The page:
By PHIL KABLER
CHARLESTON, W.Va. — Although Charleston lawyer Mike Stuart has been involved in Republican politics for some time, including a stint as West Virginia’s party chairman, this weekend will be his first trip to a presidential inauguration, something he sees as historic on many levels.
“It’s certainly a turning point, a change of direction,” Stuart, who headed President-elect Donald Trump’s campaign in West Virginia, said this week. “The change of direction is important, but the most important thing is the peaceful transition of power.”
Stuart is taking his wife and two teenage daughters to Washington, D.C., for five days, calling it a unique opportunity.
“You can read about it in a history book, or you can live it,” he said. “What better way than to be in Washington witnessing history?”
Likewise, freshman Delegate Nancy Foster, R-Putnam, said many West Virginians are making the trip to Washington because they have a special bond with Trump, the real estate mogul and reality television star.
“When you have a president-elect who mentioned your state not once, but many times on the campaign trail, it resonates with us, because we’re kind of a forgotten state,” she said.
That included a campaign rally in Charleston last May, when Trump pledged to put coal miners back to work — a promise critics and industry experts contend could be impossible to fulfill, given the realities of worldwide energy markets.
“I truly believe every inauguration is history, and I definitely want to be part of history,” Foster said. “Donald Trump is such an unorthodox political figure. He broke every political rule and still won, and that’s intriguing to me.”
Foster said she and her husband, Putnam County Commissioner Ronald Foster, were headed to Washington Wednesday and have a full itinerary planned, including meeting with members of the congressional delegation, attending a concert at the Lincoln Memorial today, the inauguration and inaugural balls on Friday and a couple of days of sight-seeing.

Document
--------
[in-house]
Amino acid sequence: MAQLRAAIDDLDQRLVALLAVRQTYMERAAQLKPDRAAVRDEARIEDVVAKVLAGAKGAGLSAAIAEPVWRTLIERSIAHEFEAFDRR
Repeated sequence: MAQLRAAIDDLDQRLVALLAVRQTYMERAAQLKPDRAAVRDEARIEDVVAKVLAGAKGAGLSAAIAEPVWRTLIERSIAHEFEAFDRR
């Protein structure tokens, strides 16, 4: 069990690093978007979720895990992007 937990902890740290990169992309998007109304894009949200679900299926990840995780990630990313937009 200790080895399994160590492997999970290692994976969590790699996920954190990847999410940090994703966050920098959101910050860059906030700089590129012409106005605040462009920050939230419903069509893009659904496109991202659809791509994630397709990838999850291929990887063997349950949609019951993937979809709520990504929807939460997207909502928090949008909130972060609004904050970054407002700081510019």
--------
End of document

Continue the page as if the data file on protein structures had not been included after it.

Stuart has a nearly identical itinerary planned for his family.
“As close as it is, we’ve never spent a great deal of time in D.C.,” he said. “Saturday and Sunday, we’re going to spend most of our time being tourists, taking in the sights and walking around.”
Stuart conceded that that probably will mean witnessing anti-Trump protests, including the Women’s March on Washington, expected to draw about 200,000 people on Saturday.
Stuart said he recognizes that the election was divisive and that different factions have strong emotions for or against Trump.
“You can express these opinions in a respectful way,” Stuart said in hoping that the protests will be peaceful. “We’re just hoping for an eventful, but uneventful, event.”
Stuart and Foster each said they are looking forward to an unusually temperate forecast for the inaugural weekend.
“Who would have thought, this time of year going to D.C. for an inauguration, we’d have a forecast where every day would be above 50 degrees?” Stuart said, joking that many people told him hell would freeze over before Trump would be elected president.
Conrad Lucas, state Republican Party chairman, said a number of party members from the area are heading to Washington for the inaugural events. Sen. Shelley Moore Capito, R-W.Va., is holding a meet-and-greet for West Virginians attending the inauguration from 2 to 3 p.m. today in Room SDG-11 of the Dirksen Senate Office Building.
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